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Eliminating or Voiding a Judgment Lien on Real Property in NJ: What is a Judgment Lien?
After a civil court case is finally adjudged—with either a verdict, settlement or judgment by default between the parties—the court will enter a judgment against one of the parties. Typically, the judgment orders one of the parties to pay money to the injured/damaged party as a form of relief. Once the judgment is docketed, the judgment becomes a lien attached to all of the debtor’s real property that is located within the State of New Jersey.
The judgment lien acts as a form of assurance for the creditor that it may collect what is owed on the judgment. In addition to a judgment lien attaching to a debtor’s real property, a creditor has several other options to collect on the judgment; including wage execution/garnishment, imposing a bank levy, and executing the judgment lien on the debtor’s other assets such as office equipment or vehicles.
In New Jersey, judgment liens will typically remain attached to the debtor’s property for 20 years or until the judgment is satisfied. A judgment creditor can also make application to renew the judgment lien after 20 years. If the judgment has been paid or satisfied by the debtor, then either the debtor or the creditor can file with the court wherein the judgment was entered showing satisfaction of the judgment to have the judgment and lien cancelled. The state of New Jersey provides a free resource to search whether you have an outstanding judgment.
How Federal Bankruptcy Law Can Help a Debtor Get Relief from a Judgment Lien
Federal bankruptcy law provides relief for a debtor of personal liability for judgments but if real property is owned by the judgment debtor, the judgment must be voided or the lien will follow the real estate. The judgment will continue to remain attached to the real property even if it is subsequently sold or transferred to a third party.
However, if the judgment debtor has filed for bankruptcy, there are procedures in place to discharge or avoid the judgment lien. A bankruptcy discharge will prevent the judgment creditor from pursuing you for a monetary recovery, since it eliminates your monetary or personal obligation to that creditor. However, a bankruptcy discharge does not automatically void a judgment lien on your real property.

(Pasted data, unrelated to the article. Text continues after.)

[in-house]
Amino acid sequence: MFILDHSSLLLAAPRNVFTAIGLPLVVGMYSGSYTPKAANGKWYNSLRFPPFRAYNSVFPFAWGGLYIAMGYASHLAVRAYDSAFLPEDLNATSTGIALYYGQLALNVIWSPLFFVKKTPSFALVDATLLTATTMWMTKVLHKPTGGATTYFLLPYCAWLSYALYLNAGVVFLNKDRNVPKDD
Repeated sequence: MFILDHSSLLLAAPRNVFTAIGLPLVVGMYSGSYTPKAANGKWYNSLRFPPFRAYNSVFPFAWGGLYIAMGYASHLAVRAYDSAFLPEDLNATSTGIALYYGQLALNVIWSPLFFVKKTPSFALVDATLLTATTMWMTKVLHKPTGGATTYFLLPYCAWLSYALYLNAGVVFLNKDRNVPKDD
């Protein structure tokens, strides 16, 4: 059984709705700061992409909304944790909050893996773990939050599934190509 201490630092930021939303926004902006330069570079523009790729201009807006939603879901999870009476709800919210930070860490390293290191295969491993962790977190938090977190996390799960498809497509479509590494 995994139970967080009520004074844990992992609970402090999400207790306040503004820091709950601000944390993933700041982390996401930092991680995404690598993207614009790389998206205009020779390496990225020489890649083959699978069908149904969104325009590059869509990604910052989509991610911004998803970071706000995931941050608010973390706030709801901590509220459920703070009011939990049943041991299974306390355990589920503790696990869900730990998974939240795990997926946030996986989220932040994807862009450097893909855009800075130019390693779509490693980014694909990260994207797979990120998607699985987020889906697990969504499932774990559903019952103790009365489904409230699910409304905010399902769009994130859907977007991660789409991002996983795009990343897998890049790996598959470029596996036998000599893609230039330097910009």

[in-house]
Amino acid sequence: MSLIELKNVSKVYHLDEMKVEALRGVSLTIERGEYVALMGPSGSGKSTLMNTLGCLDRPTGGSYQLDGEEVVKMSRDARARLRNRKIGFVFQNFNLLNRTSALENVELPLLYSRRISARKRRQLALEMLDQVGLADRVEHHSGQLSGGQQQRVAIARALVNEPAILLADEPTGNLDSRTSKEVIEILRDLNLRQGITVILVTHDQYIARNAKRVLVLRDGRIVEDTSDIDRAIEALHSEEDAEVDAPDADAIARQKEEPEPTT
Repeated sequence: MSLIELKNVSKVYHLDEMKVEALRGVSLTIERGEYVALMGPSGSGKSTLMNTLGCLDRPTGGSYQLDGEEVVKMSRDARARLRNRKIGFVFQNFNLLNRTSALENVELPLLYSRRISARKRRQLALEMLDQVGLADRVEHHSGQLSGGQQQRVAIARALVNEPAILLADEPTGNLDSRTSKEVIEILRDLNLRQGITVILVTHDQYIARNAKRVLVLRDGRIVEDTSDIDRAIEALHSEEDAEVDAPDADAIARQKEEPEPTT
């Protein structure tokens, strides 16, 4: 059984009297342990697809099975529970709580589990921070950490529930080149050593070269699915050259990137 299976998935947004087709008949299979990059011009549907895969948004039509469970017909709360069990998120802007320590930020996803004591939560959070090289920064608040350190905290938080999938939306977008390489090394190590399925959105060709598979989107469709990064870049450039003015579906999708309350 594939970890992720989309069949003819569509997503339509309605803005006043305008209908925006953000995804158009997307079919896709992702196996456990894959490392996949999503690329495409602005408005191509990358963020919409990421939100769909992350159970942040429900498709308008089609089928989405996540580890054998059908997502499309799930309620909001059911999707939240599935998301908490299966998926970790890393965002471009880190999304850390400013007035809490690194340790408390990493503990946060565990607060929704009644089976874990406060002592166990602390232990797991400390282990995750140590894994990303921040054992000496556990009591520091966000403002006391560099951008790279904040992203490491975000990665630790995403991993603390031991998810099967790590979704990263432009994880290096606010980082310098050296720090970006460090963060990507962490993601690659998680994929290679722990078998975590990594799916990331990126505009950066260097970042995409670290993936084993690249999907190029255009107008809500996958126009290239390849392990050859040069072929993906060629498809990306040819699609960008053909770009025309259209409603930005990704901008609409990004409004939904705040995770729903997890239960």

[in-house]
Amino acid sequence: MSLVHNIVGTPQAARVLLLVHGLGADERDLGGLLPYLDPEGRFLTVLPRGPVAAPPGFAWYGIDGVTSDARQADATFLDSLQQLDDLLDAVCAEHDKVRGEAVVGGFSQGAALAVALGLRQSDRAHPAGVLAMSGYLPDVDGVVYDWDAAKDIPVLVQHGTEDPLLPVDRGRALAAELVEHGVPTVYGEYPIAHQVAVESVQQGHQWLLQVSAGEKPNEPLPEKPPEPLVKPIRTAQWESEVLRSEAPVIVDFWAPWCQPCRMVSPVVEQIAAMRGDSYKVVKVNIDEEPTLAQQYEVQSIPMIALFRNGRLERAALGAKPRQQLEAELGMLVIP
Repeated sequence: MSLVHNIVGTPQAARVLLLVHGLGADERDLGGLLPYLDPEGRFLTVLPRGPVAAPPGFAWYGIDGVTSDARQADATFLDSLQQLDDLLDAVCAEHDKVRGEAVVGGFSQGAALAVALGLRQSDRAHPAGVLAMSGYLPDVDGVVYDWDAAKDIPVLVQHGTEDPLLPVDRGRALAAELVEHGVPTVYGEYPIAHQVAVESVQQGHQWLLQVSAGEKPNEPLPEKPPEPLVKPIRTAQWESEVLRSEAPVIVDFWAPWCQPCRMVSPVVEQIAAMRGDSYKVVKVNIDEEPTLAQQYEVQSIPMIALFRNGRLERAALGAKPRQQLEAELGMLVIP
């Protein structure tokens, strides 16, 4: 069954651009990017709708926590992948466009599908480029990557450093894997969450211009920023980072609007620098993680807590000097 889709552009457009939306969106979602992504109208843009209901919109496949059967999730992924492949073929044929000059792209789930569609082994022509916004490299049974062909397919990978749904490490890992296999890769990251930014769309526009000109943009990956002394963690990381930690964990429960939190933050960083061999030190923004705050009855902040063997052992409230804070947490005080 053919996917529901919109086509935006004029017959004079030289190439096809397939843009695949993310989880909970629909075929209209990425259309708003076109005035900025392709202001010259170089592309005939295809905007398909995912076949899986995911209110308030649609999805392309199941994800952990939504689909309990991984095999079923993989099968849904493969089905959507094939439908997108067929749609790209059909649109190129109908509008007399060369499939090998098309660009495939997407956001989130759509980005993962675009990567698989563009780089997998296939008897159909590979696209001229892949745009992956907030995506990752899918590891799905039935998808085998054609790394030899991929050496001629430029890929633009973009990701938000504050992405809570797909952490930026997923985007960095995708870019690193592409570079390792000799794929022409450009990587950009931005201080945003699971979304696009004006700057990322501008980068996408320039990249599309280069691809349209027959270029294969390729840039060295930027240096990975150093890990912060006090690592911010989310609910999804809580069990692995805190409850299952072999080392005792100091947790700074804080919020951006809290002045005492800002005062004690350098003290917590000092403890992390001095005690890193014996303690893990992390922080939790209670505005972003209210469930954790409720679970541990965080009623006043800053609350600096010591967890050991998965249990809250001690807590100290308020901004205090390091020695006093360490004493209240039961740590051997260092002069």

Under federal bankruptcy law, a debtor “may avoid the fixing of a lien on an interest of the debtor in property to the extent that such lien impairs an exemption to which the debtor would have been entitled under subsection (b) of this section, if such lien is (a) a judicial lien . . . .” 11 U.S.C. § 522(f)(1)(a). The statute is intended to function as to protect a debtor’s exempt property and to “thwart creditors, who, sensing an impending bankruptcy, rush to court to obtain a judgment to defeat the debtor’s exemptions.” Farrey v. Sanderfoot, 500 U.S. 291, 297 (1991). Under 11 U.S.C. § 522(f)(1), three conditions must be satisfied for a debtor to avoid a lien:
(a) the lien must be a judicial lien;
(b) the lien must be fixed against an interest of the debtor in property; and
(c) the lien must impair an exemption to which the debtor would otherwise be entitled. In re Jordana, 232 B.R. 469, 473 (10th Cir. BAP 1999).
Provided a debtor meets the above criteria, the liens on the property may be avoided in the bankruptcy case, regardless of whether there is some equity in the property to support the claimed property exemption under 11 U.S.C. §522(f)(1).
How New Jersey State Law Can Help Provide Relief from a Judgment Lien
If you filed for bankruptcy within the state of New Jersey, you may be entitled to an additional form of relief from a judgment lien. If the bankruptcy case is over and a year has passed since the bankruptcy discharge, you can use a New Jersey statute to discharge a judicial lien on real property.
N.J.S.A. § 2A:16-49.1 provides: